SF Throwbacks

He spoke out against housing policies that harmed Black people — a continuing issue today

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President Lyndon B. Johnson signs the 1964 Civil Rights Act as Martin Luther King Jr. and others look on. Photo: Wikimedia Commons via Cecil Stoughton, White House Press Office

This article is part of SF Throwbacks, a feature series that tells historic stories of San Francisco to teach us all more about our city’s past.

During Rev. Martin Luther King Jr.’s life of activism, he made many trips to the Bay Area to speak at Stanford University, UC Berkeley, San Francisco’s Grace Cathedral, and other venues. But King’s descent on the region back in May 1964 had two specific purposes: organizing support for the Civil Rights Act at the state level and countering attempts to repeal California’s Rumford Fair Housing Act.

This housing policy, passed in 1963 by the California legislature, set out to help end racial discrimination via property owners and landlords who could previously have refused to rent or sell their property to people of color. The hope: to end racial discrimination and segregation in the state’s housing system. Yet it still remains a large problem in the Bay Area and elsewhere in California to this day. …


Weekend Wind-Down

Don’t let the pandemic stop you from paying the holiday respect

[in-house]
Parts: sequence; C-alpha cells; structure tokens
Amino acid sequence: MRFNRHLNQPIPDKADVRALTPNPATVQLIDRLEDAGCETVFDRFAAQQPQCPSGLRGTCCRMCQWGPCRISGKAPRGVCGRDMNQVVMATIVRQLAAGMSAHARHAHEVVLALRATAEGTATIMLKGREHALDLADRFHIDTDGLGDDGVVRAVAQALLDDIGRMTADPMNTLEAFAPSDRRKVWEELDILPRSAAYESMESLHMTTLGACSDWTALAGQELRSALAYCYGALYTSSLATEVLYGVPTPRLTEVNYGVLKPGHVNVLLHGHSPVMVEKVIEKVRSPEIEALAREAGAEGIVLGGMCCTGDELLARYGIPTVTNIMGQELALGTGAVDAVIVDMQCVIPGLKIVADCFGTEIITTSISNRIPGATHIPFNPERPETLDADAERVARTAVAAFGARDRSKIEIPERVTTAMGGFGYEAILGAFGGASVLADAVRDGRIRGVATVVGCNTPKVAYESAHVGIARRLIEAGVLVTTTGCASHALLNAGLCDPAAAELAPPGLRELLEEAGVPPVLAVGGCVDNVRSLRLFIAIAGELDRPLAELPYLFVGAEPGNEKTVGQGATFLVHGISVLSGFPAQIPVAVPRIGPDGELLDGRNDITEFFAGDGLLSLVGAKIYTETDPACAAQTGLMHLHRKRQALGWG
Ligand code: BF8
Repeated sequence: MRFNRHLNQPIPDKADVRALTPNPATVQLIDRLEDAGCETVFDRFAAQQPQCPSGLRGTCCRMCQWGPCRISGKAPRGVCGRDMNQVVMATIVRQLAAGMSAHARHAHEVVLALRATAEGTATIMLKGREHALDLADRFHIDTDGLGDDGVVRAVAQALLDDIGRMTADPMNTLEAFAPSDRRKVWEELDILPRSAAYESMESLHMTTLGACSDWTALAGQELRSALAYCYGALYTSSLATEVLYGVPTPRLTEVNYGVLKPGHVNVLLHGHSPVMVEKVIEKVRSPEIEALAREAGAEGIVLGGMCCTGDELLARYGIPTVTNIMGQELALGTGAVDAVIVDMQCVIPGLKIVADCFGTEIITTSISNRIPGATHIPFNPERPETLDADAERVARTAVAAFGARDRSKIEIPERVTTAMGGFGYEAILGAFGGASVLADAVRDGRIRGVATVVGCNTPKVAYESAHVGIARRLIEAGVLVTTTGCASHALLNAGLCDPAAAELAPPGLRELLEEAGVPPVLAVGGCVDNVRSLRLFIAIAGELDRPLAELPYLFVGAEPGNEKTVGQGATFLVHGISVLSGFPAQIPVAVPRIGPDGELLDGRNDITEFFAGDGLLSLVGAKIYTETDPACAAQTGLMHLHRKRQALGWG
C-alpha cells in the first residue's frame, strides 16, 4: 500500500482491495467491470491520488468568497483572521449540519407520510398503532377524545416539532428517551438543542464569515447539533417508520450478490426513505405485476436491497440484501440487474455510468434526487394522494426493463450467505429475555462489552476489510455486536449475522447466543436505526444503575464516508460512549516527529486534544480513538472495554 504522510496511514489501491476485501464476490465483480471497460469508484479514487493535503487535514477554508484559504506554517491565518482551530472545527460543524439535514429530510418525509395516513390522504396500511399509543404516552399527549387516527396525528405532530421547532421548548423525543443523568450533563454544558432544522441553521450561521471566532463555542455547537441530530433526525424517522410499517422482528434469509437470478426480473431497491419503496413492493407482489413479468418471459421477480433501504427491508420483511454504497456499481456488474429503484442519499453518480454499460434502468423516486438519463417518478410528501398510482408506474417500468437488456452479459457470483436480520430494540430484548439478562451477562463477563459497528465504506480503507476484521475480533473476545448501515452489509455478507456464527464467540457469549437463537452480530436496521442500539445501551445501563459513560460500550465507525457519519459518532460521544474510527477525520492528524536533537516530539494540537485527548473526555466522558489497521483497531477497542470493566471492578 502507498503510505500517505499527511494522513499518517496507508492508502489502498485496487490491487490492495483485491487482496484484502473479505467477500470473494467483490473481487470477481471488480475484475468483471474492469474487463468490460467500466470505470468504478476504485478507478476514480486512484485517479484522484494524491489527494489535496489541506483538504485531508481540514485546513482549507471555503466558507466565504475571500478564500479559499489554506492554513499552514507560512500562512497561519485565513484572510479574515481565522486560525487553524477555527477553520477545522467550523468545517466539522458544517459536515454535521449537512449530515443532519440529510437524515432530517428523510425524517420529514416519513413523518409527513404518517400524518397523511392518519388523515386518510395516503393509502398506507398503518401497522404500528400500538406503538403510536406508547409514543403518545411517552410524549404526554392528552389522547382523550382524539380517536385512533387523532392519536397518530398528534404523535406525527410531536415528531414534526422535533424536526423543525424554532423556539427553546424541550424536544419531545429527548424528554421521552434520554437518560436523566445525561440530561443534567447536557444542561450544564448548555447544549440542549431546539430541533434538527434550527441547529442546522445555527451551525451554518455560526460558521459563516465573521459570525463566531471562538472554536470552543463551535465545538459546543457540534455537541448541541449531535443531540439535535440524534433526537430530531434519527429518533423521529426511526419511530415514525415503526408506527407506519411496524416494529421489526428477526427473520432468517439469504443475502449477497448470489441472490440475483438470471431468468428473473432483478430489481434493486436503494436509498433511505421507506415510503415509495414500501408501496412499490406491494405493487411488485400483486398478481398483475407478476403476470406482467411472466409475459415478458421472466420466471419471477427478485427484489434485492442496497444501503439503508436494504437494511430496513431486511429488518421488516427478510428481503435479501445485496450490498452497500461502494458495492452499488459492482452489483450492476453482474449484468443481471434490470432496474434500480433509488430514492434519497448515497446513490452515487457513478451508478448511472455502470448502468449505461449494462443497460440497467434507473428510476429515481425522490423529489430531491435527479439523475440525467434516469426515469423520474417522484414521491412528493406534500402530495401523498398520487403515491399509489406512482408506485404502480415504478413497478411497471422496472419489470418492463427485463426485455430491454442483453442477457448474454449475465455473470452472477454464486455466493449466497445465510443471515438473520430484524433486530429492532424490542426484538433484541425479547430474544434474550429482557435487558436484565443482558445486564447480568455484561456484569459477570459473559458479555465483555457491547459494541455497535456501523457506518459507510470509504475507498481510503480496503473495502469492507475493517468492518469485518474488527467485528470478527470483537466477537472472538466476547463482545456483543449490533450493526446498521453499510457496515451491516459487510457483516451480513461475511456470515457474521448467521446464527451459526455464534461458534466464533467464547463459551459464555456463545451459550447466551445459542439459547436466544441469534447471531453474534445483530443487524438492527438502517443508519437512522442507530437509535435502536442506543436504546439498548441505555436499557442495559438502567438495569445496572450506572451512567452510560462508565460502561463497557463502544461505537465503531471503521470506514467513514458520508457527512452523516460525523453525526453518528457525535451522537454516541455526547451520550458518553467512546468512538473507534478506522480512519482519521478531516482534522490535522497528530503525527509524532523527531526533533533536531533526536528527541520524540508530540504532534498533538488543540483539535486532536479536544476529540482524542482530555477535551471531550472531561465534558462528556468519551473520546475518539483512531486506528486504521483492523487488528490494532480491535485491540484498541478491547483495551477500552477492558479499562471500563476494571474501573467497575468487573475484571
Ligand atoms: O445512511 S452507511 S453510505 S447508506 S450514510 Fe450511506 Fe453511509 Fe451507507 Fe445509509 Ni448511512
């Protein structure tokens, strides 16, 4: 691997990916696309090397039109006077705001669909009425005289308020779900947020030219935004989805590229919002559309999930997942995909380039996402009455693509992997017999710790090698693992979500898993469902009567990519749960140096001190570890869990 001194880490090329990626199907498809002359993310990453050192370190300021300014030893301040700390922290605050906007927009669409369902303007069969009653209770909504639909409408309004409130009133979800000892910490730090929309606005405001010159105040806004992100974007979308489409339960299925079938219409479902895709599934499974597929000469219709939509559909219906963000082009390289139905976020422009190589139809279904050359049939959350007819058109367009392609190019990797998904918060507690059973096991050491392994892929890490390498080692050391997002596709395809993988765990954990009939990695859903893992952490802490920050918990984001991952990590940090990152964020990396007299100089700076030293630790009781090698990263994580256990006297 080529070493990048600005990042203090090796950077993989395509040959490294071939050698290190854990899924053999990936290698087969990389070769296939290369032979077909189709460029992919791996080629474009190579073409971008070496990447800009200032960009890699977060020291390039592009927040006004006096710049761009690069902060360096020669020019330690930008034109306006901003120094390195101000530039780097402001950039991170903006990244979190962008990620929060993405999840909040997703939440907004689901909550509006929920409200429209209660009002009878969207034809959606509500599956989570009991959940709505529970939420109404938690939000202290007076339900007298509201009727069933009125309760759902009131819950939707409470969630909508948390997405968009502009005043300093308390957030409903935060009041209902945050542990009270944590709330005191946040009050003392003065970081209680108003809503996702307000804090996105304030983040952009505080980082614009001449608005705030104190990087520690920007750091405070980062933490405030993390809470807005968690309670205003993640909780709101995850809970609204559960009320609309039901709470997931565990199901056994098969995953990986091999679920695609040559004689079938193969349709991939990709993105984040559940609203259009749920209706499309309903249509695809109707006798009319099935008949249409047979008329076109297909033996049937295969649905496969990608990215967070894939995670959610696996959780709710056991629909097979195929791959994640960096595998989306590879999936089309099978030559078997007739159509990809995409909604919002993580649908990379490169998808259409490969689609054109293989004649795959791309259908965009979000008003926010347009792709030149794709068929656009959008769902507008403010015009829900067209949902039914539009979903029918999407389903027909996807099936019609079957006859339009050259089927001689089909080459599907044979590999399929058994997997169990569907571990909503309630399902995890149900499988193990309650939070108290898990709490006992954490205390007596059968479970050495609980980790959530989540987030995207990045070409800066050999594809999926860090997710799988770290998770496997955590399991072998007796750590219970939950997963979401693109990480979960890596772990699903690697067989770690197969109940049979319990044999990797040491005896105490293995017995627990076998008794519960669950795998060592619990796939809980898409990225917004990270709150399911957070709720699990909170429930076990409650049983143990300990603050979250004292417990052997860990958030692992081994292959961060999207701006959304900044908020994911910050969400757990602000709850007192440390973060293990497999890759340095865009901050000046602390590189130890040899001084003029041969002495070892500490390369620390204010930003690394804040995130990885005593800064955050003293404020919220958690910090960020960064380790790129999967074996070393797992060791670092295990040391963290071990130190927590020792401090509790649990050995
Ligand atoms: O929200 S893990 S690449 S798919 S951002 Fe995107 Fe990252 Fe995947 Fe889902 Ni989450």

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Martin Luther King Jr. during the 1963 March on Washington for jobs and Freedom, during which he delivered his historic “I Have a Dream” speech, calling for an end to racism. Photo: Wikimedia Commons

Weekend Wind-Down is a series from the Bold Italic highlighting ways to explore the Bay Area, support local businesses, and wind down from your stressful week. If you have an idea or tip, email us, or DM us on Twitter/Instagram.

Any other year on Martin Luther King Jr. Day, we’d see throngs of people around the Bay Area attending crowded marches, outdoor concerts, and stoop-held celebrations to honor the holiday and the person it celebrates. But Covid-19 continues to force local communities to shapeshift, including how they intend to host their usual roster of MLK happenings.

Martin Luther King Jr. — the son of a Georgia-born minister who became the youngest person ever to receive the Nobel Peace prize at 35 and one of the most prominent civil rights activists of all time — was assassinated in Memphis, Tennessee, on April 4, 1968. MLK Day, which takes place on the third Monday of January each year, was approved as a federal holiday in 1983 and was recognized as a state holiday by all 50 states only as recently as last year. …


We Asked San Franciscans

‘To 2021… Please don’t suck as much as 2020.’